Medical Student Leaders: What You Need to Know to be an Effective Agent of Change at Your Medical School

Written by Stephen R. Smith, MD, MPH, Professor Emeritus of Family Medicine, Warren Alpert Medical School of Brown University, and founding member of the National Physicians Alliance.

How can you be an effective change agent at your medical school?

First of all, don’t underestimate yourself. Students have a tremendous potential to bring about change in a medical school, but often don’t realize it. Whenever a delegation of medical students asked to meet with the dean at Brown, I immediately got a summons from the dean to tell him what was going on. Deans meet with faculty day in and day out and it never fazes them. But when a group of students meet with the dean, it sends the dean’s office into a tizzy.

I used the words delegation of students. It’s much better to go in with one or two other medical students. Alone, you’re “a” student. When it’s two or three of you, suddenly you become “the” students. Here are some strategies to bring about the change you want to see at your medical school:

  • Don’t underestimate how much power and influence medical students can have, individually and collectively through the American Medical Student Association (AMSA)
  • Effective ways to approach your dean:
    • Send email briefly laying out reasons for wanting a meeting
    • Go as a “delegation” of 2–3 students
    • Honor the culture of the med school, then explain why change is needed
    • Focus on professionalism
    • Use real examples of problem areas with conflict of interest (COI)
    • Point out how other peer med schools have stronger policies
    • Be familiar with the process used to develop and approve policies
    • Ask the dean to refer these issues to the appropriate policy-making group
    • Ask the dean to invite your delegation to that group to present and discuss
    • Follow-up with a thank-you email to the dean, publicize the meeting outcome
  • Tactics at the policy-setting committee level:
    • Reiterate the arguments presented to the dean
    • Bring copies of policies at peer institutions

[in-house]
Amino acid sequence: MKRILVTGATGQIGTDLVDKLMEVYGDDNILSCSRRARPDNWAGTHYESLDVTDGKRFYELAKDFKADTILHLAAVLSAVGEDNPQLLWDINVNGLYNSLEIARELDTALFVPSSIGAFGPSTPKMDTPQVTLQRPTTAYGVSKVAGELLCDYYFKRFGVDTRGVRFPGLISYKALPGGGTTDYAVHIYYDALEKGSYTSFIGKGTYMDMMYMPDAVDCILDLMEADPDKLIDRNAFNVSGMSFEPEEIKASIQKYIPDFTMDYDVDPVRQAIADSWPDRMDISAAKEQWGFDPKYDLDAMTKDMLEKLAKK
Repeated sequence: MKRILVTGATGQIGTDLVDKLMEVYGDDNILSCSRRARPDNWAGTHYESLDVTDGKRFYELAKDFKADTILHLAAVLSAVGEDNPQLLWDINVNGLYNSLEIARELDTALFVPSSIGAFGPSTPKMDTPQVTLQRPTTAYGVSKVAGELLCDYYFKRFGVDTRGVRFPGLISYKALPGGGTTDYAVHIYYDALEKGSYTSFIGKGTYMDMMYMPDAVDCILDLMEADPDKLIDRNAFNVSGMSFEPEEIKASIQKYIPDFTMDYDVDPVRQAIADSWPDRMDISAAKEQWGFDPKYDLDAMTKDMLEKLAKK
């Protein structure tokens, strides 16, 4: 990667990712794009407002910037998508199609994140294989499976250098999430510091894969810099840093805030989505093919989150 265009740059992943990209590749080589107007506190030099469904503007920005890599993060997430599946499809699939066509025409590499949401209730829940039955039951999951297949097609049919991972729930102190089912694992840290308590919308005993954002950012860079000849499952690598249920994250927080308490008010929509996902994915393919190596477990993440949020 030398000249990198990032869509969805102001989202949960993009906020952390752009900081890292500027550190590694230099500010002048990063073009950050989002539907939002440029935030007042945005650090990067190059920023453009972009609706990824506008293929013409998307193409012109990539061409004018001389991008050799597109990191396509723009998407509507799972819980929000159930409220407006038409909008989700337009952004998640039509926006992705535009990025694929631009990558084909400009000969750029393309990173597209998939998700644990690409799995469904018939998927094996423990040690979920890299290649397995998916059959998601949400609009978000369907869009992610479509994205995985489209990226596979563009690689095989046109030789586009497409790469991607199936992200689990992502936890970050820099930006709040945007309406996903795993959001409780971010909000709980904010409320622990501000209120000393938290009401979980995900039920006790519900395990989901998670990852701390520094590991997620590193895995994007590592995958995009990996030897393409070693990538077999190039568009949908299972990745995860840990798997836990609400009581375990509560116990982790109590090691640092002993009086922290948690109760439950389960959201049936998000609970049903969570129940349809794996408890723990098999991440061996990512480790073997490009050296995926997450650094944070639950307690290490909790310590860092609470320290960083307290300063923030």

• Get a subcommittee formed with student representation to further delve into the issues, draft new policies, and make recommendations to the full committee
    • Create a grid showing model policies and comparing your school’s policies to them and present this at the subcommittee meeting
    • Bring authoritative materials (e.g., AAMC Task Force Report, Pew Expert Panel recommendations to the subcommittee)
    • Distribute the toolkit from Community Catalyst relating to the policy area under consideration to the subcommittee members
    • Be present when the subcommittee makes its report to the full committee, thank the subcommittee for striving to safeguard integrity and promote professionalism and how proud you are to be a part of that process

The most difficult and most important part of the process is taking the first step. That’s what leadership is all about. That’s why you’re reading this today. You are the leaders. You can do it. I’m sure.

This piece was presented during the NPA’s March 2014 National Grand Rounds, “Agents of Change: Empowering Students to be Leaders in Conflict of Interest Policy Reform,” at the AMSA Convention in New Orleans. The webcast recording is available here along with full National Grand Rounds Series Archive. These events are offered as part of the Partnership to Advance Conflict-free Medical Education (PACME). This partnership and related materials were made possible by a grant from the state Attorney General Consumer and Prescriber Education Grant Program which is funded by the multi-state settlement of consumer fraud claims regarding the marketing of the prescription drug Neurontin.